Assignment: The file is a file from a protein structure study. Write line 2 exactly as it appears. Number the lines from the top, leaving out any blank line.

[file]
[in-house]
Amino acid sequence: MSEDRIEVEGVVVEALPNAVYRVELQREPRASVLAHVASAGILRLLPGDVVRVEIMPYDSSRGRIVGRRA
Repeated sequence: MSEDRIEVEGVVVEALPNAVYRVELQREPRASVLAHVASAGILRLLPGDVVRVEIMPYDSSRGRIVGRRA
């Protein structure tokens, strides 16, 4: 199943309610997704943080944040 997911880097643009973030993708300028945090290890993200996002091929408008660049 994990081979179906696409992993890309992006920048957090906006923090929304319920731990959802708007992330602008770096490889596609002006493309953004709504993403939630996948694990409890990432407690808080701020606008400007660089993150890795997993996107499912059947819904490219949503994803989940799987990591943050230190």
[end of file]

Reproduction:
Amino acid sequence: MSEDRIEVEGVVVEALPNAVYRVELQREPRASVLAHVASAGILRLLPGDVVRVEIMPYDSSRGRIVGRRA